2001 Annual Report

Agronomy Management

Dickinson Research Extension Center
1089 State Avenue
Dickinson, ND 58601

Early Season Fungicide Applications May Help

Roger O. Ashley and Dwain Barondeau

Area Extension Specialist, Cropping Systems
Hettinger County Extension Agent

Hard red spring wheat was grown on approximately 1,580,100 acres in 1999 in southwest and south central North Dakota (Beard and Waldhaus 2000).  Foliar diseases such as tan spot and septoria leaf blotch are more prevalent in continuous wheat field than in fields where crop rotation is practiced.  In western North Dakota, of the known previous crops reported in a 1997 study, 75% of the wheat grown had been in fields where wheat or barley was grown the previous year (McMullen, 1998). Rotation to non-host crops provides time for wheat pathogens to degrade.  Some long-lived residual herbicides that producers have used may prevent rotation to non-host crops or producers have limited themselves to continuous wheat or wheat-fallow rotations.

Western North Dakota is often thought to be too dry to support economically damaging levels of foliar diseases.  However rainfall in May and June are sufficient to promote infection of young wheat plants with tan spot and septoria leaf blotch, especially in fields where the previous crop was wheat.  These early infections can reduce both yield and test weight of grain.  Plots in continuous wheat fields in 2000 (Ashley et. al., 2001) responded to an early season Tilt fungicide treatments (2 fluid oz/acre) at Huff and Regent (Table 1 and Table 2).  The fungicide treated plots yielded about 12 percent more grain (6.9 bushel/acre at Huff and 4.5 bushel/acre at Regent) and increased test weight by about two to three pounds per bushel.

Table 1.  Cropping history, wheat variety, crop stage, and disease rating at fungicide application, 2000.

Location

Cropping history

Hard red spring wheat variety – 2000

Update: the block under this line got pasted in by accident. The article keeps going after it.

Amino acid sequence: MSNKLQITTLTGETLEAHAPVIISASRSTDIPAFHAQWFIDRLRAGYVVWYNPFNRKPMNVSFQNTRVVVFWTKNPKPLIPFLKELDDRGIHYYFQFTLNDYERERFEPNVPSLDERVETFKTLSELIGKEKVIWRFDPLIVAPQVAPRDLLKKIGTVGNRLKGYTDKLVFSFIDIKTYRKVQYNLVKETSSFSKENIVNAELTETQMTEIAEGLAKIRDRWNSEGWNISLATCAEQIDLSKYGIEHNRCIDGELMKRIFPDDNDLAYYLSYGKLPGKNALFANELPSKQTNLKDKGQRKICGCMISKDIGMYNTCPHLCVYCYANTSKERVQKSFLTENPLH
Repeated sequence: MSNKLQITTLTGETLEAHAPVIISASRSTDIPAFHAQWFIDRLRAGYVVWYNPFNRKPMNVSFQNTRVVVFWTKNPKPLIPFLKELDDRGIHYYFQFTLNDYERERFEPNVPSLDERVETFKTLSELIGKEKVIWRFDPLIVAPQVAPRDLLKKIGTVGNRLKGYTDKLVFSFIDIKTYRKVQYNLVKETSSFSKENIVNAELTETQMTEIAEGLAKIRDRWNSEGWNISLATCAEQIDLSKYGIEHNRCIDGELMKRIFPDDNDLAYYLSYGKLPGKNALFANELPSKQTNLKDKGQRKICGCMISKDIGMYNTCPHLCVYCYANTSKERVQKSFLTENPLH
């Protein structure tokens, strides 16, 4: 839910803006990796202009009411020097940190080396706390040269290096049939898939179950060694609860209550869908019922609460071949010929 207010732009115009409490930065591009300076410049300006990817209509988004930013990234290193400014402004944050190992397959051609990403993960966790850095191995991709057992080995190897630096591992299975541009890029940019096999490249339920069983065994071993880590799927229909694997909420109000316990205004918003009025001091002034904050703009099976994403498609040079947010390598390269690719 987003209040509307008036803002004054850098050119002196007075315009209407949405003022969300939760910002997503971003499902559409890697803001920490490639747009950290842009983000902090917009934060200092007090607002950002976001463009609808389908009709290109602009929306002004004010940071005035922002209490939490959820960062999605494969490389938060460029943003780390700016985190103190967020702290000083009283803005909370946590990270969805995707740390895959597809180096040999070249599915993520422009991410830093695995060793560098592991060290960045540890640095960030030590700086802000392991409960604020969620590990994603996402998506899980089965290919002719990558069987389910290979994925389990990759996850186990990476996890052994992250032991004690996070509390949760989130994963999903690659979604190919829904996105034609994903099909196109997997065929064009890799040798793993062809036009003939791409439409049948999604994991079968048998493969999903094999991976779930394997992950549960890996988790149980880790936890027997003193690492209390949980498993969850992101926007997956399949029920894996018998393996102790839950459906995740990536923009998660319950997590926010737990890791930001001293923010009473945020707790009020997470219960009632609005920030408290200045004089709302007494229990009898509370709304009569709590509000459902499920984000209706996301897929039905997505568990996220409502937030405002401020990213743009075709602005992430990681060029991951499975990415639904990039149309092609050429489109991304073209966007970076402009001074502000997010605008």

Fungicide application date

Crop stage fungicide application

Disease rating at application

Haun

%

Beach

1999 sunflower
1998 wheat
1997 mustard

Ernest

5/10/00

4.0 – 5.0

Incidence 10
Severity < 1

Huff

1999 wheat
1998 wheat
1997 barley

Oxen

5/26/00

4.0 – 5.0

Incidence 70
Severity 15

Regent

1999 wheat
1998 wheat
1997 wheat

2398

5/19/00

4.5 – 5.2

Incidence 60
Severity 10

Table 2.  Yield and test weight of hard red spring wheat treated with Tilt in the four to six leaf stage at Beach, Huff, and Regent, ND, 2000.

 -----Beach -----

----- Huff -----

----- Regent -----

Treatment

Yield

Test weight

Yield

Test weight

Yield

Test weight

bu/acre

lb/bu

bu/acre

lb/bu

bu/acre

lb/bu

Tilt

45.3

63.6

61.2

61.5

40.8

62.5

Check

45.2

63.6

54.3

59.5

36.3

59.9

Mean

45.2

63.6

57.8

60.5

38.5

61.2

CV%

3.6

--

3.0

1.2

5.8

1.1

LSD .05

NS

NS

3.9

1.6

NS

1.6

Early season fungicide treatments can be made at the same time as the post-emergence herbicide application.  This is usually in the 4 to 6 leaf stage of wheat plant development.  Tank mixing herbicide and fungicide and applying both at the same time eliminates the cost of a separate application.  Reduced rates of fungicide can be used effectively for these early season applications and producers can expect suppression of tan spot and septoria up to flag leaf emergence with the Tilt product.  The reduced fungicide rates are Mancozeb at 1.0 pound/acre rather than the 2.1 pounds/acre rate or Tilt at 2 fluid ounces/acre rather than the full rate of 4 fluid ounces/acre.  The 1.0-pound/acre rate of Mancozeb costs about $2.00/acre while a Tilt application will add about $4.50 per acre.

Herbicide plus fungicide combinations can provide weed control and maintain crop protection from tan spot and septoria.  Information on pesticide labels usually provides information on all possible registered combinations for each crop.  Table 3 (Zollinger, 2001) provides a summary of mixing instructions for various herbicide and fungicide (Mancozeb and Tilt) combinations.


Table 3
.  Herbicide/fungicide combinations for small grain.

Herbicide

Mancozeb

Adjuvant with Mancozeb

Tilt

Achieve

PROHIBITED

PROHIBITED

PROHIBITED

Aim

Not Prohibited

Yes, if required

Not Prohibited

Ally

Not Prohibited

Yes, if required

Not Prohibited

Amber

Not Prohibited

Yes, if required

Not Prohibited

Assert

Not Prohibited

Yes, see label

Not Prohibited